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Protect the Western Arctic

Delivery to Sec. Haaland, Department of the Interior

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What’s At Stake

Your actions continue to create change. The Bureau of Land Management — an agency that oversees a significant portion of our public lands — just finished a comment period on ConocoPhillips' Willow project, a disastrous plan to drill in the Western Arctic. More than 20,000 Earthjustice supporters provided input, and it’s crucial we keep that momentum going. Tell President Biden that the Western Arctic drilling project cannot move forward.

This project is still a disaster for the climate. It is the largest single oil and gas drilling operation currently proposed on federal lands and could generate more carbon than 56 million cars emit in a year. Beyond the damage to our climate, ConocoPhillips’ plan calls for 37 miles of new gravel roads, seven bridges, an airstrip, and a gravel mine, which would jeopardize the health and traditional practices of nearby Alaska Native communities and devastate local wildlife like polar bears, migratory birds, and caribou.

We need to fight hard. Although the administration plans to reverse some of Trump’s damage in the region by reverting to an Obama-era management plan, that won’t be enough to prevent this massive drilling project from moving forward. The Biden administration’s actions elsewhere in the country have left us with little confidence it’ll do the right thing on its own. Just in the last few months, the administration attempted a massive lease sale in the Gulf of Mexico, refused to implement a moratorium on coal leases, and continues to let oil flow through the Line 3 and Dakota Access Pipelines. If we don’t continue to voice our opposition, greenlighting ConocoPhillips’ massive Arctic oil drilling plan could join that list of harmful decisions.

We’re not going to back down, and we know you won’t either. Join us in calling on President Biden to fight the climate crisis by saying no to this disastrous drilling project.

Caribou in the Western Arctic.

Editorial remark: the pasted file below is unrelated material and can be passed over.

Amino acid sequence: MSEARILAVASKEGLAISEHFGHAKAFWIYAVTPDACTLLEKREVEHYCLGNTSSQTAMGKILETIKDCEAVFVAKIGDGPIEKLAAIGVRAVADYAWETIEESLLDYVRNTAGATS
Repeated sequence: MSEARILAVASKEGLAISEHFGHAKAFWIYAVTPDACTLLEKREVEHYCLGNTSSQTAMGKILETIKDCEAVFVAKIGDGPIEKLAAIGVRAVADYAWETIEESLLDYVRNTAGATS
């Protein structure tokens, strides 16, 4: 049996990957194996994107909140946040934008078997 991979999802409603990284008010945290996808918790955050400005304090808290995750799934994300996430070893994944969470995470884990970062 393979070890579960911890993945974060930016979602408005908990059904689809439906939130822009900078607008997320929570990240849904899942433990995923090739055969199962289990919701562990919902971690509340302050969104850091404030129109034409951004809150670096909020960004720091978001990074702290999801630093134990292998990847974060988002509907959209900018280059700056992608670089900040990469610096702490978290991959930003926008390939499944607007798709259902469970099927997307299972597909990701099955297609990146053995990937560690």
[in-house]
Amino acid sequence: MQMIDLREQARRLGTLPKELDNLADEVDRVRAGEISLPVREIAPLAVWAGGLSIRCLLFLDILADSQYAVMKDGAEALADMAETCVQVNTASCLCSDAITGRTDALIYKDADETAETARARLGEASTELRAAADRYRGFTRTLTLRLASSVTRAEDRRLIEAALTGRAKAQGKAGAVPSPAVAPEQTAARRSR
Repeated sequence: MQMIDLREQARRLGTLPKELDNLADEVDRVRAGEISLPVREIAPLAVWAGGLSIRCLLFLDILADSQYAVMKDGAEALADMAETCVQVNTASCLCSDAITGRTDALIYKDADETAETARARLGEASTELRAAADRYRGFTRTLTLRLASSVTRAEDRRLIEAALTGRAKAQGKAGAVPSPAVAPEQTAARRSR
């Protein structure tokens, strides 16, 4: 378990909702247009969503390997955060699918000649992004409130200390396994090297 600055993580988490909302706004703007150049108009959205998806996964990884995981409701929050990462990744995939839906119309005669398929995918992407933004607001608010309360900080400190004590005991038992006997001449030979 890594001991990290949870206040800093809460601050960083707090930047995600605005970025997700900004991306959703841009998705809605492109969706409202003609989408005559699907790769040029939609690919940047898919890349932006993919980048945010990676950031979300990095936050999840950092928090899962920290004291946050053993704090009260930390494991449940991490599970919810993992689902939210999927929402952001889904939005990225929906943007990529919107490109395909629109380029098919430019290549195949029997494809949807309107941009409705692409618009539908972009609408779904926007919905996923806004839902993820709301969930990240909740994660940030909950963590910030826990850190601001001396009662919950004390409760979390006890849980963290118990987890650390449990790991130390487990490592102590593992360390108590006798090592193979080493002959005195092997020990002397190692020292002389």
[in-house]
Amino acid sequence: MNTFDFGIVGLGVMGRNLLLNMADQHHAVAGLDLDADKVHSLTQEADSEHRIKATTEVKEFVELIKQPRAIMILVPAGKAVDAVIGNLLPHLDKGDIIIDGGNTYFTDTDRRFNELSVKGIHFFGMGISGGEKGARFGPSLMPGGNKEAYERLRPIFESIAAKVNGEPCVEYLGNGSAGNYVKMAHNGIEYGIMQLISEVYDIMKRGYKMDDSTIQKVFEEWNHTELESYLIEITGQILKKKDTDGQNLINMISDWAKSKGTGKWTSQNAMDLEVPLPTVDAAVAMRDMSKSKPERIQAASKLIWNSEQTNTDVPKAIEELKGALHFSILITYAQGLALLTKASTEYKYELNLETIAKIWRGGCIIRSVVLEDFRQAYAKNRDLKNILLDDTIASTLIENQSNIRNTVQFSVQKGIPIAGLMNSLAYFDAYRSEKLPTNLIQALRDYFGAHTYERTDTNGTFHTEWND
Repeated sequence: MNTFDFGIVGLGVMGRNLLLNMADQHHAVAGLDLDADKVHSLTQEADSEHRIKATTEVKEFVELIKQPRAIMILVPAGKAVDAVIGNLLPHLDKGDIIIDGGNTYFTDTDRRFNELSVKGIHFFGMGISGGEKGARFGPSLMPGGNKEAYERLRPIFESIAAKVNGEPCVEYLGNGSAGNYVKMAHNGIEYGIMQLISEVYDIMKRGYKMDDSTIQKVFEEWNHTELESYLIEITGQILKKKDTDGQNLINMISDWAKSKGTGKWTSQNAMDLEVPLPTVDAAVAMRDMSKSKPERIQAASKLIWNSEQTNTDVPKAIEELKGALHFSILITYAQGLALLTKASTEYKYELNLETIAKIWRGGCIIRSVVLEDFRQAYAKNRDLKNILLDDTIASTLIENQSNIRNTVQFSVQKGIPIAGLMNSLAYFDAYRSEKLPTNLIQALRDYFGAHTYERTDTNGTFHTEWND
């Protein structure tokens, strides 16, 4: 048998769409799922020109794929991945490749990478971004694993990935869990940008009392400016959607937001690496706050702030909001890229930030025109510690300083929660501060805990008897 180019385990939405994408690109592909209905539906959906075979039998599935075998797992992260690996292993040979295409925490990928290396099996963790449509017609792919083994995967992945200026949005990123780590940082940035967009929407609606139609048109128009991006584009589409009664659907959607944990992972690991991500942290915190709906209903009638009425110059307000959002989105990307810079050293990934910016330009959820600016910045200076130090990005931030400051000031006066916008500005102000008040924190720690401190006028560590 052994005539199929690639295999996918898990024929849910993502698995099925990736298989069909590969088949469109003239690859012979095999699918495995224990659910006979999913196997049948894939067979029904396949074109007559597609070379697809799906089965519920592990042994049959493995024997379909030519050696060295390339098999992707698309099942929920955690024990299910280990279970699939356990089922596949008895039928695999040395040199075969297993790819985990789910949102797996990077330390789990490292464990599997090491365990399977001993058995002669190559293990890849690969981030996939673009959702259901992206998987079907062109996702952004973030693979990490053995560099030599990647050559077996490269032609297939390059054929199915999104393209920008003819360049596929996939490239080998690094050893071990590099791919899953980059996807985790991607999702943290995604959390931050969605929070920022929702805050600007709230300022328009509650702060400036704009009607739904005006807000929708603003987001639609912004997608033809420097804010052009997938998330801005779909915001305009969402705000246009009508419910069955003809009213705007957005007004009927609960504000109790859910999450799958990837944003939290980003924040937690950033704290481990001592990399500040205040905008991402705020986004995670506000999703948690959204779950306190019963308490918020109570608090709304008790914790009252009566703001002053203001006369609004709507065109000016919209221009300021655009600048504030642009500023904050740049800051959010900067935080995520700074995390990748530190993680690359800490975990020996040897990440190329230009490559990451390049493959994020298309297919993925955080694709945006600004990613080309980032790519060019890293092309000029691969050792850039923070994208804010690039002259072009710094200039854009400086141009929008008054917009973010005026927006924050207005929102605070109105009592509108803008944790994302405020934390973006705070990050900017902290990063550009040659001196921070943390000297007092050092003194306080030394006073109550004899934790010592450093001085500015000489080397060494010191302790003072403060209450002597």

Kiliii Yüyan for Earthjustice

Caribou in the Western Arctic.

Your Actions Matter

Your messages make a difference, even if we have leaders who don't want to listen. Here's why.

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You level the playing field.

Elected officials pay attention when they see that we are paying attention.

They may be hearing from industry lobbyists left and right, but hearing the stories of their constituents — that’s your power.

Our legislators serve at the pleasure of the people who gave them their job — you. When you contact your elected official, you’re putting a face and a name on an issue. Whether or not you voted for them, they work for you, for the duration of their term.

Make sure your elected officials know whose community and whose values they represent. (Find your local, state, and federal elected officials.)

Your action is with us in court.

If a federal agency finalizes a harmful action, the record of public comments provides a basis for bringing them into court.

Throughout each of the public comment periods we alert you to, Earthjustice’s attorneys are researching and writing in-depth, technical comments to submit — detailing how the regulation could and should be stronger to protect the environment, our communities, and our planet.

We need you to join us — your specific experiences, knowledge, and voice are crucial to add to the Administrative Record through the comment periods.

Lawsuits we file that challenge weak or harmful federal regulations rely on what was submitted during the comment period. The court can only look at documents that are in the Administrative Record — including the public comments — to decide if the agency did something improper.

Your actions aid our litigation. Taking action and submitting comments during a comment period is substantively important.

It’s the law.

Federal agencies must pause what they’re doing and ask for — and consider — your comment.

Many of us may have never heard of the National Environmental Policy Act (NEPA) and the Administrative Procedure Act (APA), but laws like these require our government to ask the public to weigh in before agencies adopt or change regulations.

Regulations essentially describe how federal agencies will carry out laws — including decisions that could undermine science, or weaken safeguards on public health.

Public comments are collected at various points throughout the federal government’s rulemaking process, including when a regulation is proposed and finalized. (Learn more about the rulemaking process.) These comments become part of the official, legal public record — the “Administrative Record.”

When the public responds with a huge outpouring of support for environmental protections, these individual messages collectively undercut politicians' attempts to claim otherwise.

What this means is each of us can take a role in shaping the rules our government creates — and ensuring those rules are fair and effective.